Teaching Your Dog How To Walk On A Leash In Three Easy Steps

Leash Train Your Dog Like A Pro

Not all dogs wear leashes all of the time, however, all dogs should be leash-trained regardless! It’s important for dogs to learn basic leash training and obedience skills to allow you to comfortably walk them in public areas. You may have all of the trust in the world in your furry friend, however, that does not mean that strangers your pop encounters feel the same. Good leash skills are important for the safety of your dog and others as well. 

Teaching your dog good leash skills can be a fun bonding experience for you both! To help training go smoothly, ensure you have the right collar for your pup, a suitable leash, and a reward or treat. Ready to get started? Read on to learn how to teach your dog good leash training skills in just three steps.


1) Keep Leash Training Lessons Short

If your puppy or adult dog has never been leash trained before, it’s important to keep training sessions short, sweet, and positive. This is an exciting time for your dog because they have a chance to spend time with just you! Make it fun and educational for them. If you are just planning to take leisurely walks with your dog, you can have them walk along your right side.

Dogs that participate in sports and more serious activities often walk on the left-hand side of their owner. Although it is ultimately up to you to choose which side you’d like your pup to walk on, once you do choose, teach your dog to stick to only that side.


2) Prevent Pulling Habit From Developing

Many dogs develop a habit of pulling on their dog training leash during walks. As exciting as it is for them to get outside and explore, you have to remind them that pulling forward will only delay the walk. According to Sarah Fraser, certified dog trainer and co-founder of New York’s Instinct Behavior & Training, “if your dog is walking nicely on a leash, it likely means that your dog is paying more attention to you, making it easier for you to provide direction and guidance as needed along your walk.” 

To prevent your dog from pulling on their leash, try the following:

  • Reward Slacking: Your dog may be the most excitable dog on the planet and that can make leash walking difficult. However, even the most hyperactive dogs will allow the leash to slack at some point. Take advantage of this by marking and rewarding your dog for slacking on the leash.
  • Reinforce Calm Behaviour: Some dogs may naturally adapt to leash training and pull very little. If this is the case with your pup, ensure you reward them every so often to encourage this calm behaviour. Your pup may at times forget to be calm, especially when seeing another animal or human. Just reward them when they resume calm behaviour once again.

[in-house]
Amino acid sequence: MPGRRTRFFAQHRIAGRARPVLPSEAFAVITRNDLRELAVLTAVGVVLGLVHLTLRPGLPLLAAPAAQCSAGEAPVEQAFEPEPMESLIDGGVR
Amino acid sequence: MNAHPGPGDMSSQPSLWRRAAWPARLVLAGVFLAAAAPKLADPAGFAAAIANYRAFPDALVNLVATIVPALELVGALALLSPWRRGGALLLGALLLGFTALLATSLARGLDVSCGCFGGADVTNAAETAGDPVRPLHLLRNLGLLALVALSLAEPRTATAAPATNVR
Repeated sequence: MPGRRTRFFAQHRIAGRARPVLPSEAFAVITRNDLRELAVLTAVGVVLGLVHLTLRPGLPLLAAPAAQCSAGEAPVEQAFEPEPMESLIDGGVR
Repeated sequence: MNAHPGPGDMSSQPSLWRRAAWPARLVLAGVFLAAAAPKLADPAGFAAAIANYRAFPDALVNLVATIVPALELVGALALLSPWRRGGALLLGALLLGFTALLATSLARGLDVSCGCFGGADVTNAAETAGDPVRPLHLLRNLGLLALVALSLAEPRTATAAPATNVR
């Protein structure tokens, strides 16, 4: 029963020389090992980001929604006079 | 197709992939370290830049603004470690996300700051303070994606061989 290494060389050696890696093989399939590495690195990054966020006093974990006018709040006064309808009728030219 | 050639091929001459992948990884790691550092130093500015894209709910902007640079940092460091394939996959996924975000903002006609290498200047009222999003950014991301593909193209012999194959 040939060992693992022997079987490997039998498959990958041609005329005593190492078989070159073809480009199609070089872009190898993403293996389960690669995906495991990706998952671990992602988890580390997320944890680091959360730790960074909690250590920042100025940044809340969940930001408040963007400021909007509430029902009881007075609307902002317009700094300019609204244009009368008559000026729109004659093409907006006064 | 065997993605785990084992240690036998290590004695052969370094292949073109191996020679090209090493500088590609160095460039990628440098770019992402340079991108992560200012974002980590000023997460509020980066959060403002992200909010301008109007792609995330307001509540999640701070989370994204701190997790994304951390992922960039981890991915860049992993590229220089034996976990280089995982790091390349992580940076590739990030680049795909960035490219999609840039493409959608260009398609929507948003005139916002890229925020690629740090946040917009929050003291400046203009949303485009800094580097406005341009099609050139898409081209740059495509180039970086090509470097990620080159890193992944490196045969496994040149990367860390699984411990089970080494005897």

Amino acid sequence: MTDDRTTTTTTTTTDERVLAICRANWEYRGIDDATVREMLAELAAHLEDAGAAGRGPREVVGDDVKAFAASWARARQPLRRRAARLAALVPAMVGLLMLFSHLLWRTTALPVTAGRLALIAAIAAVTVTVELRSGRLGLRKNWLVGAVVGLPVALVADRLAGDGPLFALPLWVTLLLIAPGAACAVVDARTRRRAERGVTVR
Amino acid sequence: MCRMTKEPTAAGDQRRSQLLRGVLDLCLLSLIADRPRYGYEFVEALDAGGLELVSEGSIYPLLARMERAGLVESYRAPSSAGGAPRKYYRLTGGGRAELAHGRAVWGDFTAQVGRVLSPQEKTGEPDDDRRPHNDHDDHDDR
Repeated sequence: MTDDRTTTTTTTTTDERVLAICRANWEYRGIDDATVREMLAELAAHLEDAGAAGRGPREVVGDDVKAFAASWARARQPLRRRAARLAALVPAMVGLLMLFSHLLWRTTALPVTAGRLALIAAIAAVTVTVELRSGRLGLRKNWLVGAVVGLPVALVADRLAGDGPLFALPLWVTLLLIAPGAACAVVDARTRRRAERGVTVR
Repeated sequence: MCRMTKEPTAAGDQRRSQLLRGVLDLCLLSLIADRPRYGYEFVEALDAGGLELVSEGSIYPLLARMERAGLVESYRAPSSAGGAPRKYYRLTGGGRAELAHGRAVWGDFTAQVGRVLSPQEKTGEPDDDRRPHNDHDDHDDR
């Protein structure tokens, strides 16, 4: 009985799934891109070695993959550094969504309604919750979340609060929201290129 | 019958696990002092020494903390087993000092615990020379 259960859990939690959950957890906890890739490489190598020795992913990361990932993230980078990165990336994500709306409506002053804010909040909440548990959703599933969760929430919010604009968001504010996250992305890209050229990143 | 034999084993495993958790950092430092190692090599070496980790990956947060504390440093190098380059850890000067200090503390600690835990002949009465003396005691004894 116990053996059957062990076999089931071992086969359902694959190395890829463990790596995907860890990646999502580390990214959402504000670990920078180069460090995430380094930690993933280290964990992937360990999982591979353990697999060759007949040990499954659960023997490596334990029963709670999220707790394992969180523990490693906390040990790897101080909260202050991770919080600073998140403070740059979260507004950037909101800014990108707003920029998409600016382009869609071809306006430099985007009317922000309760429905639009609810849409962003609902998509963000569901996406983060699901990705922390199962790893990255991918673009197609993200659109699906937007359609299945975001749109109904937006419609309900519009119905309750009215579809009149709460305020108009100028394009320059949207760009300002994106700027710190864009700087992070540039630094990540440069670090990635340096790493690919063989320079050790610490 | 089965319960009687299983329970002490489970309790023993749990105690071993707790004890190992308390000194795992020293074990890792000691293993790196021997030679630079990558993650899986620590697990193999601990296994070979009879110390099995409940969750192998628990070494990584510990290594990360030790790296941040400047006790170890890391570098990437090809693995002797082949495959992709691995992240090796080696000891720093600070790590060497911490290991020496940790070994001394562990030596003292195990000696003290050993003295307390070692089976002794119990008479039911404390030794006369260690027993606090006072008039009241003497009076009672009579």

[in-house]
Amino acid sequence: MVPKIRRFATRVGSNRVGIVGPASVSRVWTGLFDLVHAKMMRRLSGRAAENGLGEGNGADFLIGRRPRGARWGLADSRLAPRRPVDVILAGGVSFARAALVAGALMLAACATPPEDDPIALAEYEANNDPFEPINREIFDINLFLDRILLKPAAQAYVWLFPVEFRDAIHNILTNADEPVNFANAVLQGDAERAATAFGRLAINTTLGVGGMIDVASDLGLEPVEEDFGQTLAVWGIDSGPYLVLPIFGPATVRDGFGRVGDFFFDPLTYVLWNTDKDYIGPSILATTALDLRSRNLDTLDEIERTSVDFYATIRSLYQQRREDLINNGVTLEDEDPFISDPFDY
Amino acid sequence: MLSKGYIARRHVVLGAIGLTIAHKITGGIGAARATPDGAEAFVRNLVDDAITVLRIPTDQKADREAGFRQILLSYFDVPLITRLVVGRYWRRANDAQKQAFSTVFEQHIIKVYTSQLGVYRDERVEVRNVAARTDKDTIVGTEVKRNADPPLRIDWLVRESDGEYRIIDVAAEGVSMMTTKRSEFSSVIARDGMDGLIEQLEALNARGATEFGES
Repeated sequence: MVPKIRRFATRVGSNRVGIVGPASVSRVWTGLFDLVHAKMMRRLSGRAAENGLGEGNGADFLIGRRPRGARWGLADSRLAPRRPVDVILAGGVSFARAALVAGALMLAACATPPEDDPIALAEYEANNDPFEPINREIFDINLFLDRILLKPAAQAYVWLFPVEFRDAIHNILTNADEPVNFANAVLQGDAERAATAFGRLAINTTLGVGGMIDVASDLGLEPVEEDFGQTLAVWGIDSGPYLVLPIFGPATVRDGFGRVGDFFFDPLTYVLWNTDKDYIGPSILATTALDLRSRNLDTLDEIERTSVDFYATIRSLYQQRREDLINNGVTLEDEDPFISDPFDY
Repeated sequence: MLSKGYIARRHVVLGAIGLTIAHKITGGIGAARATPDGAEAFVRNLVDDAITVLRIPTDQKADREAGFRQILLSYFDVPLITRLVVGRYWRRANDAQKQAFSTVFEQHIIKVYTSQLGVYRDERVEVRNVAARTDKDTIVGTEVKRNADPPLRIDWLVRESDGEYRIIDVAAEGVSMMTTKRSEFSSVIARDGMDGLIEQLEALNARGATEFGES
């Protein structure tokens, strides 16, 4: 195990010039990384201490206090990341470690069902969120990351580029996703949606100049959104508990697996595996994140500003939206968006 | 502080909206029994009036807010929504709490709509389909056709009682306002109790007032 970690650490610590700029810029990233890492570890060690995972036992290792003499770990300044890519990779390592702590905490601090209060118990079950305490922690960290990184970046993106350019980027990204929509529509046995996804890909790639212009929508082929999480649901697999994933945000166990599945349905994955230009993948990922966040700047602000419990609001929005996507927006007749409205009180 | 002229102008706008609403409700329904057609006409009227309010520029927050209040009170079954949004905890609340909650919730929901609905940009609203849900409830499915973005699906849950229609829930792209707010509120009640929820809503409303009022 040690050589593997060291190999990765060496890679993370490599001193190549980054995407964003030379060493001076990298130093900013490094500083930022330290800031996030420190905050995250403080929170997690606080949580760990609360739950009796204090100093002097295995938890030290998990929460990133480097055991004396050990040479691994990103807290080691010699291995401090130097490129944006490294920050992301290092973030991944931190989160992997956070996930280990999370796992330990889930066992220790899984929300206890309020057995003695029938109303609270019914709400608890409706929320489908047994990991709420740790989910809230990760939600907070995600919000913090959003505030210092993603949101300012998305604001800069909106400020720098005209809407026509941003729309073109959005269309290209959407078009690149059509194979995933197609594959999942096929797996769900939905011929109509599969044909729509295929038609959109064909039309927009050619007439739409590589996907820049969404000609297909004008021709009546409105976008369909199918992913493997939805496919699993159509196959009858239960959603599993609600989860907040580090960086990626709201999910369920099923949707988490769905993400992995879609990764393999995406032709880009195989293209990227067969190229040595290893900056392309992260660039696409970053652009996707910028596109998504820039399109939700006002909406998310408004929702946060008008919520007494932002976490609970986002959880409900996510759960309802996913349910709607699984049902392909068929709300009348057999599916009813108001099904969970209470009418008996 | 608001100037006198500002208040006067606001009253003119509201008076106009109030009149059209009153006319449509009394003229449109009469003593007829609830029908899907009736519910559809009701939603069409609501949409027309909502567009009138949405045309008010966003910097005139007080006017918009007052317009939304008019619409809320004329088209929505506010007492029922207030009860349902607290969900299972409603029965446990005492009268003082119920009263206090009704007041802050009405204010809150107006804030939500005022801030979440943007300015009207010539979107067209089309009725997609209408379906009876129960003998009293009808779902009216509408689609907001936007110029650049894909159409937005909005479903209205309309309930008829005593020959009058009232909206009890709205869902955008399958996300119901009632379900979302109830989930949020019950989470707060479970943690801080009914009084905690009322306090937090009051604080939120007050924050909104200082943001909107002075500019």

• Stop In Your Tracks: Some dogs may become too comfortable with leash walking too soon and start taking the lead. Any time your dog tries to pull you forward or toward something, stop right in place. Once the leash goes slack and your dog notices that you have stopped in place, reward them!

3) Train Your Dog To Walk Alongside You

Whichever side you want to have your dog on, it’s important to teach them to stick to that side. If your dog is taking the lead and pulling the leash all over in circles, this does not teach them obedience and makes walking much more difficult.  A part of the leash training process could be tiring your pup out before your walk.

Steven Marrujo, manager of Pawfection, a Pasedena, CA doggy daycare, states that tiring out your pup prior to the walk, via fetch or play, can help them focus during your stroll with them. Marrujo also says to carry your pet’s favourite tasty treats as rewards to encourage good behaviour for next time.

As important as it is to teach your dog obedience, it’s equally as important to have fun with them while doing so! Leash training is a fun part of bonding with your pup and is a great form of exercise for you both. If you’re in the market for a trustworthy dog training leash, you can always count on SmellyDogz dog gear. Happy training!


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